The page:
» Swedish biosphere reserves as arenas for implementing the 2030 Agenda
23.02.2017 - Natural Sciences Sector

Swedish biosphere reserves as arenas for implementing the 2030 Agenda

Cover of the Report 'Swedish Biosphere Reserves Arenas for Implementing the 2030 Agenda'

The Swedish Environmental Protection Agency recently published the report Swedish Biosphere Reserves as Arenas for Implementing the 2030 Agenda: Analysis and Practice, written by Lisen Schultz and Malena Heinrup from the Stockholm Resilience Centre. The report demonstrates how biosphere reserves help to implement the 2030 Agenda for Sustainable Development and provides examples of integrated sustainable development practices from Swedish biosphere reserves.

The report identifies five main functions that biosphere reserves perform for sustainable development: providing platforms for collaboration, connecting actors both vertically and horizontally, embodying the goals of the 2030 Agenda, maintaining healthy ecosystems, and promoting learning and awareness raising. All these functions complement the implementation work performed by public authorities, NGOs and other actors.

The work of biosphere reserves is based on collaboration, learning, and a holistic view of people and nature. Their extensive experience of implementing sustainable development in practice in a Swedish context makes them suitable as strategic areas for learning, support and investment when implementing the UN 2030 Agenda and the Sustainable Development Goals (SDGs) in Sweden.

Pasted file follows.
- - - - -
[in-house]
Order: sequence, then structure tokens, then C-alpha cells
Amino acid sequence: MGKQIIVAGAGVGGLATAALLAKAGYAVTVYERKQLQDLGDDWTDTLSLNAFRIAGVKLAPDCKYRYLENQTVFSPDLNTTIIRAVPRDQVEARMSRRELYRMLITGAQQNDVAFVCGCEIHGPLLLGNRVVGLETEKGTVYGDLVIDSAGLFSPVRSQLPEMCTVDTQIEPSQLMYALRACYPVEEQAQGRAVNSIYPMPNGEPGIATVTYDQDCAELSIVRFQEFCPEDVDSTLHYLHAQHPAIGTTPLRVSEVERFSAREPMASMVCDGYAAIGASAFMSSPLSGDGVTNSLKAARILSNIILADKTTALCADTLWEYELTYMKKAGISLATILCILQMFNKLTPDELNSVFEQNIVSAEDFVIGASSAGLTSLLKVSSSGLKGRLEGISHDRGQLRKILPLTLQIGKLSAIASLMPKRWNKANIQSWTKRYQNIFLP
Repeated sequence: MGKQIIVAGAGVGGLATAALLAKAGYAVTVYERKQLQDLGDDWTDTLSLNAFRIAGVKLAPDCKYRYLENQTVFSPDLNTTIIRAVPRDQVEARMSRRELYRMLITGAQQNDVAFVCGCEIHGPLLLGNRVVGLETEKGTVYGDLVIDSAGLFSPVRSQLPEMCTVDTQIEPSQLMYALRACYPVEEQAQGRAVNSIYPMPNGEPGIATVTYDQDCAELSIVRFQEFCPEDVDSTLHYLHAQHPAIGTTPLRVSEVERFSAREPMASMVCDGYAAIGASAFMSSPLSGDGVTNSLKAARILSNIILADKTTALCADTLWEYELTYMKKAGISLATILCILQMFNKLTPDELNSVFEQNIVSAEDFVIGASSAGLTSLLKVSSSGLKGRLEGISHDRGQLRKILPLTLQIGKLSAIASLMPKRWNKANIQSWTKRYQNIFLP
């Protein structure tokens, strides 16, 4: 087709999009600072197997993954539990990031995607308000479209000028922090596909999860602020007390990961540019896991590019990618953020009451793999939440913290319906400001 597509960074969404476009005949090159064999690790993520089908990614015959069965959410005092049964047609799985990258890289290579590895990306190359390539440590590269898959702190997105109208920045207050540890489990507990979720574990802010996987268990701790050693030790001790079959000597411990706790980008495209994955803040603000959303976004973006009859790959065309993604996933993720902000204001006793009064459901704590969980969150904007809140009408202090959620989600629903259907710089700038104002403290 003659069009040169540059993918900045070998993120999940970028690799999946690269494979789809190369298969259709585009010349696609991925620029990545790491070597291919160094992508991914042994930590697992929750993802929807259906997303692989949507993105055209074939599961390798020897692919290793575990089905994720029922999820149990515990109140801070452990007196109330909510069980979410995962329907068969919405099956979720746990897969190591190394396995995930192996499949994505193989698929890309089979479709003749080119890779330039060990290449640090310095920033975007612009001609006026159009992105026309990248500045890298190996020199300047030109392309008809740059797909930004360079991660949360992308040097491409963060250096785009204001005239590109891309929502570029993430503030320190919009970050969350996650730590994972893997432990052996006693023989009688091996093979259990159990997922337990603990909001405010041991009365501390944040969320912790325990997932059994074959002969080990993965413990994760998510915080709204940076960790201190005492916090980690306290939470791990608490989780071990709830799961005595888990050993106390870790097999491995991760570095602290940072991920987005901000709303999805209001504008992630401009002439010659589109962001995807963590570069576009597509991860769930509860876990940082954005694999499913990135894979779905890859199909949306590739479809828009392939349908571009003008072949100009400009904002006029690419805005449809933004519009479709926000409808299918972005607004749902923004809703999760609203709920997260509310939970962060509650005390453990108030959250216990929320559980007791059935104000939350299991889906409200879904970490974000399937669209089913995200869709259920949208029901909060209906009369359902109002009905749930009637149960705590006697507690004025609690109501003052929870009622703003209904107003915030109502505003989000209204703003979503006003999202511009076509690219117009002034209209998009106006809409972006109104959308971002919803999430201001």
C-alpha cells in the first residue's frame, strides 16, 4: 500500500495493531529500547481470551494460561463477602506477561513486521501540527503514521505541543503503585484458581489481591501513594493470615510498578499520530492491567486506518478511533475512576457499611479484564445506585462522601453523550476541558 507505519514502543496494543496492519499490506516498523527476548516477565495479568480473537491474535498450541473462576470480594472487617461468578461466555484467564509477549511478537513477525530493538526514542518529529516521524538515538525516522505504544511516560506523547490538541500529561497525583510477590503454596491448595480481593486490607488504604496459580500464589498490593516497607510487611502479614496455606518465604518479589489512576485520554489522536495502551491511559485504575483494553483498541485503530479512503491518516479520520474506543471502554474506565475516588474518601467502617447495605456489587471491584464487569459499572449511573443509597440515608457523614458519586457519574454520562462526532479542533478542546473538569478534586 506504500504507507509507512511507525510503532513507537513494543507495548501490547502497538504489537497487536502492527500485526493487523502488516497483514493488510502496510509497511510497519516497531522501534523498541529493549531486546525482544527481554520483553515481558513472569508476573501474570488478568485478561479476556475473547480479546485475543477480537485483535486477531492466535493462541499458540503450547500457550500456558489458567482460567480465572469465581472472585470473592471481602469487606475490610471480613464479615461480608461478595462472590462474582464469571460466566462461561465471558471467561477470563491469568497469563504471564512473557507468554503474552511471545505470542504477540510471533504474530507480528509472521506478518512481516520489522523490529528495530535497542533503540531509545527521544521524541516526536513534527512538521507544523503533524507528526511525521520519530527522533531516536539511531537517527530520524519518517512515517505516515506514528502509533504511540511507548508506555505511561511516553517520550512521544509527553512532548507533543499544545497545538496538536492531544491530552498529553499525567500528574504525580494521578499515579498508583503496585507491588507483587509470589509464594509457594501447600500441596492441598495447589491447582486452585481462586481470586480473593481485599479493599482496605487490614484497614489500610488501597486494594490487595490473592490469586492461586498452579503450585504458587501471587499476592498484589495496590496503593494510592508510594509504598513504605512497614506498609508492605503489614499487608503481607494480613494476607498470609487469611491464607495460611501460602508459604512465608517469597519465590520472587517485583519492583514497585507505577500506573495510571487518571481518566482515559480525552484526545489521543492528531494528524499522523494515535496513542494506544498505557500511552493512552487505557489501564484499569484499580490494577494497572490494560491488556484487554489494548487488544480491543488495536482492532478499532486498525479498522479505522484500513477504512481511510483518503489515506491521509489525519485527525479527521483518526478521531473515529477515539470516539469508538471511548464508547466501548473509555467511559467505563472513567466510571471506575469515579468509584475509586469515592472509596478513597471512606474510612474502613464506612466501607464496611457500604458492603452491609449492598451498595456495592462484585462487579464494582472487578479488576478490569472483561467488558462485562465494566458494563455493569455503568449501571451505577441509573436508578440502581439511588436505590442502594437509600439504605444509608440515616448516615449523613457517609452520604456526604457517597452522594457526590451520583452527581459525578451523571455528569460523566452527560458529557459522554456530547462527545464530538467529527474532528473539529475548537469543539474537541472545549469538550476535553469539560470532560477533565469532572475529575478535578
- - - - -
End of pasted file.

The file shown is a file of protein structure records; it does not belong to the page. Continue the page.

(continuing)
While the 2030 Agenda highlights the priorities and direction of global development, UNESCO’s Man and the Biosphere (MAB) Programme is able to guide local, regional and national implementation of the Agenda by sharing the know-how generated. The new global strategy for UNESCO’s MAB Programme (2015-2025) with its associated Lima Action Plan (2016-2025) underlines the programme’s instrumental role in the implementation of the 2030 Agenda and the (SDGs).

The coordinators of the five Swedish biosphere reserves and their co-workers, the Swedish MAB Committee and the Swedish National Commission for UNESCO, contributed to this report.

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